With the cottagecore subculture taking over TikTok last year and royalcore and lovecore aesthetics thriving today, it’s no wonder designers are taking inspiration from the Marie Antoinette look. Take, for instance, Instagram sensation Selkie, which recently launched its Petit Trianon collection replete with bows everywhere, including on the arms of the garments and at the centers of low-plunging necklines, inspired by Antoinette’s billowing gowns.
“A notable part of bow history was when women would place a bow at the top of the bodice, which had a low décolletage,” Collins adds. “This was called a parfait contenement, or ‘the perfect contentment.’ The bow served no functional purpose on the outfit and, therefore, was used as a status symbol.” We can see a similar homage to the bow in ” data-vars-ga-product-id=”61699f48-11a6-481e-a7d1-29be047f39c3″ data-vars-ga-product-price=”0.00″ data-vars-ga-product-sem3-brand=”” data-vars-ga-product-sem3-category data-vars-ga-product-sem3-id data-affiliate-network data-affiliate=”true”>Hill House Home’s nap dresses, which became such a fixture of 2020 that the brand could barely keep up with the demand. Each dress from the label has a soft, homey silhouette inspired by napping and comfort, and many of them are also adorned with a little bow, which ties behind the shoulders. Founder Nell Diamond also dons large bows in her dramatic long hair, in honor of her “Victorian ghost vibe,” as she calls it.
At the same time, bows have so much range that they’ve also been used as a mark of resistance. Bows were worn as ribbon cockades in the French Revolution, and on hats as a sign of defiance against Hitler during World War II. “French women would adorn their hats and later their turbans with ribbons and other scraps of fabric they scrounged in defiance of the German’s rules against extravagance,” Collins explains. And they’re common in schoolgirl uniforms around the world, from Asia and Russia to right here in the United States, where ribbons are worn in the hair and bows decorate the collar and embellish other parts of the outfit. The fact that bows can symbolize so many different things—from royalty to revolution to girlishness—is perhaps one of the biggest reasons that they feel so right in 2021.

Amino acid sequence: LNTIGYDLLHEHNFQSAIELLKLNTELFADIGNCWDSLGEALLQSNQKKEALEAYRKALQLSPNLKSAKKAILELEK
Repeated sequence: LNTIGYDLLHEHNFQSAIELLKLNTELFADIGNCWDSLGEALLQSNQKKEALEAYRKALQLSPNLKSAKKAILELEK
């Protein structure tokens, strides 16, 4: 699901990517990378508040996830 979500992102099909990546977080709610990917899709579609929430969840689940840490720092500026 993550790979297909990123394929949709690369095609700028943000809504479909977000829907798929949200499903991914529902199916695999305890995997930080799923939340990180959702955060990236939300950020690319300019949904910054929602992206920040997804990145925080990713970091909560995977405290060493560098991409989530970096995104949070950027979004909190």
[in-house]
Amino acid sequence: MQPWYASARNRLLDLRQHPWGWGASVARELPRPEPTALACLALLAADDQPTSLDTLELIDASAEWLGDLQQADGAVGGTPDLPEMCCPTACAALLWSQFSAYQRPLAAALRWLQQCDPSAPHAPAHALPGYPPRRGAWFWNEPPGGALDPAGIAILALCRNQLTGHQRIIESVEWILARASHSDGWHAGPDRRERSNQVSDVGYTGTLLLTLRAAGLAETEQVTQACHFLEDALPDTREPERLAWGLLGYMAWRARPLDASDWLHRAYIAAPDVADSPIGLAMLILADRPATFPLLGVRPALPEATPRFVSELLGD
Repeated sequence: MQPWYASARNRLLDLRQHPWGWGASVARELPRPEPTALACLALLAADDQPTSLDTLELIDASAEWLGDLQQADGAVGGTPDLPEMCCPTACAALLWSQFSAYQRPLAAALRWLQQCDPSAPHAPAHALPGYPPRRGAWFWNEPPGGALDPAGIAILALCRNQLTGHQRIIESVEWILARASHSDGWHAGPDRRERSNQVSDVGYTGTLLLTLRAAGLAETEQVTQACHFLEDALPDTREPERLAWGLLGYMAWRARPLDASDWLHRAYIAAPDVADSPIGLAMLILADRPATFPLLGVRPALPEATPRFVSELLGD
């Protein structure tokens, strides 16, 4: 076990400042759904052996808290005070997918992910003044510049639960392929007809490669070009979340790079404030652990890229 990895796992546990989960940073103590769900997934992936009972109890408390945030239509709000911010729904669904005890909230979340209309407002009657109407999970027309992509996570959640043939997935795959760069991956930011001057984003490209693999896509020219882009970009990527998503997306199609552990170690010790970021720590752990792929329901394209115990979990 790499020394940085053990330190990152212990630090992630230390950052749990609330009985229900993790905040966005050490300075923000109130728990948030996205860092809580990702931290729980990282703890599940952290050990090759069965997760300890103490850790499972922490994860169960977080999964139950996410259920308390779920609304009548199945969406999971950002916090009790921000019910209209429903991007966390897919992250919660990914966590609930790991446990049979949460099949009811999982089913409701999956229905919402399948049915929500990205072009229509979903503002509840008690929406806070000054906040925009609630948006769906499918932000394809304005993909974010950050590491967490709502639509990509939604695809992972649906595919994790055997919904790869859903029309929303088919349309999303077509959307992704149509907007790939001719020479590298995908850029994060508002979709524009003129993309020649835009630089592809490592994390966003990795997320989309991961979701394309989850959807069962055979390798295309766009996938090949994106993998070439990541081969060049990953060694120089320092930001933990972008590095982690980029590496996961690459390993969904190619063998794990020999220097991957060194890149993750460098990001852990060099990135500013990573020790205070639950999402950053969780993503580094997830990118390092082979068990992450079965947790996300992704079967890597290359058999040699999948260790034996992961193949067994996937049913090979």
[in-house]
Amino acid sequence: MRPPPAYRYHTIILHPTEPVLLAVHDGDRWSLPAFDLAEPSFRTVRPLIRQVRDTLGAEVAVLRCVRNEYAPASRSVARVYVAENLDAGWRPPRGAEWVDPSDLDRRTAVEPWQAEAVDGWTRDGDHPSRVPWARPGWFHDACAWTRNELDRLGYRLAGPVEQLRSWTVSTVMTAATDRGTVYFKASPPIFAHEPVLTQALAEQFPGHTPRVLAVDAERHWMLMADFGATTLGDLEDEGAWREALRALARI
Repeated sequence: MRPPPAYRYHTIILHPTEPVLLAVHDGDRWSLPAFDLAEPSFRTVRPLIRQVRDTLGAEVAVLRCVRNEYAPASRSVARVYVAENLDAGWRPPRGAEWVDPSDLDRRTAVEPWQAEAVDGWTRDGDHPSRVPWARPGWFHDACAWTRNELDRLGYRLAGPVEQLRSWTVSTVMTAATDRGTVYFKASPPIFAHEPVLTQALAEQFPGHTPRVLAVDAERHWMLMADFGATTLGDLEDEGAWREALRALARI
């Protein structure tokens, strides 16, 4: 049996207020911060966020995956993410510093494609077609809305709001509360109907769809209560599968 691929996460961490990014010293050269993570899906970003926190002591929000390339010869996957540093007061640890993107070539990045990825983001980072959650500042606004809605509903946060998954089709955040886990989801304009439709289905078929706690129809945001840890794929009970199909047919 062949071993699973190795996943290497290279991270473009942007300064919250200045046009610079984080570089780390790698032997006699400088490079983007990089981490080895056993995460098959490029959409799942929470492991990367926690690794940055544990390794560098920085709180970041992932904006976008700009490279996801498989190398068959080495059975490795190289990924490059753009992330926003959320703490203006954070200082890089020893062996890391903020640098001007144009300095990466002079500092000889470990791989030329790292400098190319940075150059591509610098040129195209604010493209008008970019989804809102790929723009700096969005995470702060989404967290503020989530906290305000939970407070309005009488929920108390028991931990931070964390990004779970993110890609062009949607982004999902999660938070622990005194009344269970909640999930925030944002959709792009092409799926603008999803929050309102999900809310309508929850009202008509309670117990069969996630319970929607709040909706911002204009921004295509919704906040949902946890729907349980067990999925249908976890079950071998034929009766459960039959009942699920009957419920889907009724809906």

Fast-forward to the 1960s and 1970s, when the bow became a symbol of women’s workplace empowerment in the form of the pussy bow top, which appeared on runways from Yves Saint Laurent to Halston. (Since then, it’s been re-created everywhere from Gucci to Balmain.) In the ’80s—an era that contemporary fashion has been mining lately—wearing a bold bow was a way to harness the intrinsic glamour of standing out from the crowd. In their own ways, both Madonna and Princess Diana (whose style is experiencing a fashion renaissance thanks in part to the release of the film Spencer) showcased the power of an ’80s bow.
The bows of spring 2022 draw on all these references, but add elements of individualism. Look at Comme des Garçons’ massive sculpture-like structures covered in chunky bow prints (Rei Kawakubo essentially said the collection was about getting rid of the conventions of fashion). Or Richard Quinn’s neat and plump bows, which are placed atop otherworldly catsuits and tied under the chin from babushka-like scarves. These bows are about personal style, strength, and power. “To me, ribbons and bows represent femininity and innocence,” Horst adds. “I love that they are a whimsical and dreamy outfit-completer that is not necessarily meant for the male gaze.”
To me, wearing a bow as a woman in 2021 feels more like a statement of power than anything else. Instead of being about satisfying a rule like uniform guidelines or pulling one’s hair back to be more conventionally presentable, wearing a bow is firmly about dressing for oneself.